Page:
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Six Steps Of Nonviolent Social Change Summary

Decent Essays
1. In what sense is Alexander’s book a contribution to nonviolent social change? Michelle Alexander’s book is a contribution to nonviolent social change in the sense that she educates readers about the reality of America’s mass incarceration and racial caste system. According to Martin Luther King Jr’s “Six Steps of Nonviolent Social Change”, the first two steps towards a nonviolent movement are information gathering and education; this is what Alexander achieves through her book. Information gathering is about understanding and collecting all vital information about the issues or injustices facing people or communities. Education focuses on informing others, including your adversary, about the issues; this step is imperative in minimizing…show more content…
Alexander writes, “Few Americans today recognize mass incarceration for what it is: a new caste system thinly veiled by the cloak of colorblindness” (p. 106). Colorblindness is part of the problem, it allows society to believe that racism has been solved, that we are now living in an era in which race does not matter. But race does matter, and it should, to deny it is to disregard an aspect of one’s identity intricately tied to their experience. Alexander writes that in the era of colorblindness, society recognizes racism only in context of explicit racism, such as a hanging noose or a blackface – a deliberate…show more content…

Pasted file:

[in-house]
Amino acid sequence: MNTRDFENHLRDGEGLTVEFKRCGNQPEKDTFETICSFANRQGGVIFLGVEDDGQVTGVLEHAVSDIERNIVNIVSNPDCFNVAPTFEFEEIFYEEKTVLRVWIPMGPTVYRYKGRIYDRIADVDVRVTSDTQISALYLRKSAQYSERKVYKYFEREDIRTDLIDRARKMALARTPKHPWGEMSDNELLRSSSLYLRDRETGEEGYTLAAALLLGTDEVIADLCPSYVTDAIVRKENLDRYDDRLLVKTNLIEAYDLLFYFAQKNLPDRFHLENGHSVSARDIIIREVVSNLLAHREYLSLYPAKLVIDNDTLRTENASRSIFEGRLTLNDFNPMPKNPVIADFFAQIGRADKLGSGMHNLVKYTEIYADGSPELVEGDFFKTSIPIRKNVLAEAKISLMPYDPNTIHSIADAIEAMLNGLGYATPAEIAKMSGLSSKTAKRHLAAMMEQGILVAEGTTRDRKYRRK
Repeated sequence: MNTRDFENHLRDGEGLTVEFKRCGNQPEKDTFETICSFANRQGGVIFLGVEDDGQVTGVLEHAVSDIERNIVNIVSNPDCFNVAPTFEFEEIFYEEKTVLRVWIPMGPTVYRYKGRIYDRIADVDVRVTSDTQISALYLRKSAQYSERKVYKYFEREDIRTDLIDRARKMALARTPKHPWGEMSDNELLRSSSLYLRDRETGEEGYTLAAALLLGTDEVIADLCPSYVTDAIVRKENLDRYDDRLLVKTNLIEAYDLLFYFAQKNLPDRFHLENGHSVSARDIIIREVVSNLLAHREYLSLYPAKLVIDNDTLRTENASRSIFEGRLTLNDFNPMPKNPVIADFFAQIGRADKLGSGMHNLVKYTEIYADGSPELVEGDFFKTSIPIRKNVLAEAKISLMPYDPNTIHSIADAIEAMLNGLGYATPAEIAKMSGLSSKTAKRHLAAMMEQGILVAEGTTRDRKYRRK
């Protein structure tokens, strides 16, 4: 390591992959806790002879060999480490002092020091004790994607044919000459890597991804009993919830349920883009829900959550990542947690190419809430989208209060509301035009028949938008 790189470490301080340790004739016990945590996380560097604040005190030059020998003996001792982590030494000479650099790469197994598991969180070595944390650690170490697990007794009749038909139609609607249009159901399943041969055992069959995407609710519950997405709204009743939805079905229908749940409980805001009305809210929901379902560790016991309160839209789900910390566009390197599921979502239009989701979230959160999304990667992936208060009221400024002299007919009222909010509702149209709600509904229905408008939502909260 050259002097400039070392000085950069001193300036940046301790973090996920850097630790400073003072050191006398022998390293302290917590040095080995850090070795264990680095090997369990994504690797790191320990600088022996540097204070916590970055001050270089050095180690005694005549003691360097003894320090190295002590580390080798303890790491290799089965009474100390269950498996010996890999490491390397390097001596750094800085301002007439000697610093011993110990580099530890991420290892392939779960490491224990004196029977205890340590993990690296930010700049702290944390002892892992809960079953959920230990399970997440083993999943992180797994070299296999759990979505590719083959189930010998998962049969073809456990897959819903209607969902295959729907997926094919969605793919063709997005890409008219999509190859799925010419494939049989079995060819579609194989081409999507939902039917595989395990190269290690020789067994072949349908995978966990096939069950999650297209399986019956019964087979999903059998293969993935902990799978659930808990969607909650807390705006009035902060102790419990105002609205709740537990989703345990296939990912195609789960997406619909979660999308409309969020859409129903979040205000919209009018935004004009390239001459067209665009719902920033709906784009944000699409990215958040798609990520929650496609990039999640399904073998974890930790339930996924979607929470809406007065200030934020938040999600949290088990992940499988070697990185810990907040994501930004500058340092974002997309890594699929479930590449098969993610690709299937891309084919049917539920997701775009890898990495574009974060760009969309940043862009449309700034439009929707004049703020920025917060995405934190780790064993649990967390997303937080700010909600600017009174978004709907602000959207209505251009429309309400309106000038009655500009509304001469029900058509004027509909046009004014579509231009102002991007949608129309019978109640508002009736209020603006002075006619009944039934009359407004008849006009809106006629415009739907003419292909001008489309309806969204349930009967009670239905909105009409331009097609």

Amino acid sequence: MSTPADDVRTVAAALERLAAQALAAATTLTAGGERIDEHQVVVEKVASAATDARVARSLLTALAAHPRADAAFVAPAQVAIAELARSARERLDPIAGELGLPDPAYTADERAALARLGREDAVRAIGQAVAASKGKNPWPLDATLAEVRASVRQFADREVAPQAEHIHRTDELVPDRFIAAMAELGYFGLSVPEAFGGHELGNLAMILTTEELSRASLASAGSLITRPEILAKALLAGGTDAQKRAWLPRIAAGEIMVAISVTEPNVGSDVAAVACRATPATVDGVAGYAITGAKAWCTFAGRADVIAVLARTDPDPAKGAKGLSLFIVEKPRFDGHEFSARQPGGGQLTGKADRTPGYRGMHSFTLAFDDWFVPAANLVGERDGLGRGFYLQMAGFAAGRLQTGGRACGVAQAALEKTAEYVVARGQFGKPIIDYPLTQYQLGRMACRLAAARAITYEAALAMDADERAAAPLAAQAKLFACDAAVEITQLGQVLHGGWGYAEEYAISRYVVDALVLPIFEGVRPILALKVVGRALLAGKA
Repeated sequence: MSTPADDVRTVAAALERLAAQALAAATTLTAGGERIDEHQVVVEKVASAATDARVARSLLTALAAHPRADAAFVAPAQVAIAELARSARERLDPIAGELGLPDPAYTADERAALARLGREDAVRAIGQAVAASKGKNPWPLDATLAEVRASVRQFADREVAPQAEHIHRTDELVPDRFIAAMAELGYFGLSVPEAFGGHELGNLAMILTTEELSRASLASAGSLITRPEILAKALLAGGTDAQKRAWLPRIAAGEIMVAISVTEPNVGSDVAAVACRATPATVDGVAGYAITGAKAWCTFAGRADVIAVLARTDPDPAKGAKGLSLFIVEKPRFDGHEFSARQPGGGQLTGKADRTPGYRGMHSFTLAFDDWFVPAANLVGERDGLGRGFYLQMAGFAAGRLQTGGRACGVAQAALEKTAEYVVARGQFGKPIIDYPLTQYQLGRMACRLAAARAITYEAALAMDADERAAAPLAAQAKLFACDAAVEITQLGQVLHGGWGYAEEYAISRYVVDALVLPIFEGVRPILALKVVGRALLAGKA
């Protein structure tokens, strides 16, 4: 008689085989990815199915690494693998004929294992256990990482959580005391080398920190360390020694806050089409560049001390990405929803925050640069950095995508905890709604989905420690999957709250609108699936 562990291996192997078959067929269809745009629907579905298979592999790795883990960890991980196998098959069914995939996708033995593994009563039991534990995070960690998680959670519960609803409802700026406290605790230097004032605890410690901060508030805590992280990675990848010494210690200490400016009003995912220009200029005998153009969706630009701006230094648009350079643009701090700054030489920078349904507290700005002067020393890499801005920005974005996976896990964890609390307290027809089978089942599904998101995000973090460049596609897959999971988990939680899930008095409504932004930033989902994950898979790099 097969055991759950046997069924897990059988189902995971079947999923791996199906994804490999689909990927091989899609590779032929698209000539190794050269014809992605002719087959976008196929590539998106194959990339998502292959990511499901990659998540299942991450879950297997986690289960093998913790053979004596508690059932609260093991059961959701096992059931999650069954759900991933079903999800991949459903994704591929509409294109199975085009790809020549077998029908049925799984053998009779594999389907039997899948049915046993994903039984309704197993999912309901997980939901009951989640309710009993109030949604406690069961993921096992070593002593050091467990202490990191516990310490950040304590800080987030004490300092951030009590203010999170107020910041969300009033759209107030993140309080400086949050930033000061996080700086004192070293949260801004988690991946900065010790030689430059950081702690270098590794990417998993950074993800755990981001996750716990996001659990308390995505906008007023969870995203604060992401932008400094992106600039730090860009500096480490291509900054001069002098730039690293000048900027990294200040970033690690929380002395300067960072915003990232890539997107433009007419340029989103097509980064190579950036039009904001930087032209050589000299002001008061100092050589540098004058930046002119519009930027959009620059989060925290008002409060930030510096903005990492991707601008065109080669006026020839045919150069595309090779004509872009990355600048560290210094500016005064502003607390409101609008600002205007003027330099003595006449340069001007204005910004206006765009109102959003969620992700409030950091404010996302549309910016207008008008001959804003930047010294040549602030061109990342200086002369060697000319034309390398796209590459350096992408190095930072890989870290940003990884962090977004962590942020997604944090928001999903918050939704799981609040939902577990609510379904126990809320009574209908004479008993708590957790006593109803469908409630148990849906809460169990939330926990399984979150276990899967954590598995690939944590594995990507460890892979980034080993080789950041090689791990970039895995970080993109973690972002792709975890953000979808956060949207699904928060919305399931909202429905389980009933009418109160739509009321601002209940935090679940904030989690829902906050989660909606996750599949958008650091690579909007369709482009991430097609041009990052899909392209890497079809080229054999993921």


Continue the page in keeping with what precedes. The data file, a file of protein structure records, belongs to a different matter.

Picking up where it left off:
I don’t see race, not even my own. People tell me I’m white and I believe them because I just devoted six minutes to explaining that I’m not a racist...and that is about the whitest thing you can do.”
Colorblindness is the ideal that one is not influenced by racial prejudice, but it is just that, an ideal. In effect, the criminal justice system is also colorblind. Alexander writes that in the “era of colorblindness, it is no longer socially permissible to use race explicitly as justification for discrimination, exclusion, and social contempt” (p. 21). If we can’t talk about race in order to address racism, how can we expect progress on this issue? “It is important to talk about race openly and honestly”, writes Alexander (p. 111), in this way, we can achieve color consciousness, the opposite of
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